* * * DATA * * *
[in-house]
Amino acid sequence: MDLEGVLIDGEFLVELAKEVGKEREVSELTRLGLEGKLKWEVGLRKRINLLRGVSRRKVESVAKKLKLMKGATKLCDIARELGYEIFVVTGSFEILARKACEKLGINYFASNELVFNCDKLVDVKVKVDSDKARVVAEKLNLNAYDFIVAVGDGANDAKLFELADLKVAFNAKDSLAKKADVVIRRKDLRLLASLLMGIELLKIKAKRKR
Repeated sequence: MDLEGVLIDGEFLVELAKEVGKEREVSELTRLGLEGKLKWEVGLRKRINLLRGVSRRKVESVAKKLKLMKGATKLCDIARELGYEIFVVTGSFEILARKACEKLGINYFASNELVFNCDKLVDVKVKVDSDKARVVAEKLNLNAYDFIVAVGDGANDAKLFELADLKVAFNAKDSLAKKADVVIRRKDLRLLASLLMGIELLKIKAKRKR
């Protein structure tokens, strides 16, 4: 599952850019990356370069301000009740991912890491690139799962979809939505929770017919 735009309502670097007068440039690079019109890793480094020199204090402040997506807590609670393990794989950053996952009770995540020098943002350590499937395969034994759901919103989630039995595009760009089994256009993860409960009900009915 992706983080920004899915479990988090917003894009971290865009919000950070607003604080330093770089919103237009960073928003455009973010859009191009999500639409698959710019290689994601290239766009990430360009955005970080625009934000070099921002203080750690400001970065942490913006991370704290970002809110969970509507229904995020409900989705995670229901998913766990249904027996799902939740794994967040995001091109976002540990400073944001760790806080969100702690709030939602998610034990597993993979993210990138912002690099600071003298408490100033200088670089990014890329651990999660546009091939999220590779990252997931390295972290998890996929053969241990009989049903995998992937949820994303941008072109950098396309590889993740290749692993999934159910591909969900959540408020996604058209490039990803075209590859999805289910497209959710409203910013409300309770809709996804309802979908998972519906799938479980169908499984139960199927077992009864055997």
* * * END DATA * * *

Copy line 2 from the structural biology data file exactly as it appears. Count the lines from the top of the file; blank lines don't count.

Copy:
Amino acid sequence: MDLEGVLIDGEFLVELAKEVGKEREVSELTRLGLEGKLKWEVGLRKRINLLRGVSRRKVESVAKKLKLMKGATKLCDIARELGYEIFVVTGSFEILARKACEKLGINYFASNELVFNCDKLVDVKVKVDSDKARVVAEKLNLNAYDFIVAVGDGANDAKLFELADLKVAFNAKDSLAKKADVVIRRKDLRLLASLLMGIELLKIKAKRKR